Oct. 10, 2017
Version 1.4 introduces four models to BiGG, including the latest genome-scale model of Escherichia coli K-12 MG1655 from the Systems Biology Research Group at UCSD. In addition, a new universal model can be downloaded in JSON format from the Data Access page, and a number of bug fixes and improvements are included.
To account for newly discovered metabolic capabilities in E. coli K-12 MG1655, Monk and Lloyd et al. have developed an updated genome-scale model, iML1515, that bridges systems and structural biology. The new model was extensively validated using omics datasets and boasts a 3.7% improvement in gene essentiality predictions over the previous model, iJO1366, along with 184 new genes and 196 new reactions. Check out the manuscript [PDF] to see how this model can be applied to analyze the metabolic capabilities E. coli strains in metagenomic samples or used to build draft reconstructions of freshly sequenced clinical isolates.
Other new models are: iLB1027_lipid for Phaeodactylum tricornutum described by Levering et al., iJB785 for Synechococcus elongatus described by Broddrick et al., and iNF517 for Lactococcus lactis described by Flahaut et al..Github Release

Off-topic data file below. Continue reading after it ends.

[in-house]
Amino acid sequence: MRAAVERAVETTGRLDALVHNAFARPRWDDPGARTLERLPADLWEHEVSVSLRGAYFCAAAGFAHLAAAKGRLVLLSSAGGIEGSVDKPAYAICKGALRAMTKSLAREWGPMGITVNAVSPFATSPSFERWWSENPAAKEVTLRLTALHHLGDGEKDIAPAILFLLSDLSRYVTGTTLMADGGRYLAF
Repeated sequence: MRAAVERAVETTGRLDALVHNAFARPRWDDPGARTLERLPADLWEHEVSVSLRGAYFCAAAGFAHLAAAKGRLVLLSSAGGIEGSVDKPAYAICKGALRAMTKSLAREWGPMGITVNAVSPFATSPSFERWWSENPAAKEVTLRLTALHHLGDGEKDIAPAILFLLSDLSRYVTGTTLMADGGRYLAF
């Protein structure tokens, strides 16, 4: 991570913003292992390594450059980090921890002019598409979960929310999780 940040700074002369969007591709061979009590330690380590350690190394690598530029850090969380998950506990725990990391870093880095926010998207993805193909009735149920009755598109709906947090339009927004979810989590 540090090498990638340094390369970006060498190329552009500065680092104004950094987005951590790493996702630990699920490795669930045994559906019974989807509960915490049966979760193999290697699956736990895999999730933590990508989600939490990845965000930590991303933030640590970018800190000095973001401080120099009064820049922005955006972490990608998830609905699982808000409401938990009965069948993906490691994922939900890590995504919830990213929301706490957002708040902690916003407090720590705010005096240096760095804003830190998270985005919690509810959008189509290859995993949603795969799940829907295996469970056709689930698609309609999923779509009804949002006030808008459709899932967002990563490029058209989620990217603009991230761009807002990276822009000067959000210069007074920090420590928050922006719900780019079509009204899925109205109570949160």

Nov. 23, 2016
Version 1.3 introduces a new model and includes a number of bug fixes.
To understand the pathways underlying cell growth and protein production in Chinese hamster ovary (CHO) cells, the production cell line for most recombinant protein drugs, Hefzi et al. develop a genome-scale model of all metabolic pathways and use this to analyze the efficacy of common cell treatments used to boost protein production. The model builds off the human genome-scale models RECON1 and RECON2, and has been extensively curated to ensure a high-quality resource for use in studying this model organism. The new model is in BiGG Models with the name iCHOv1.Github Release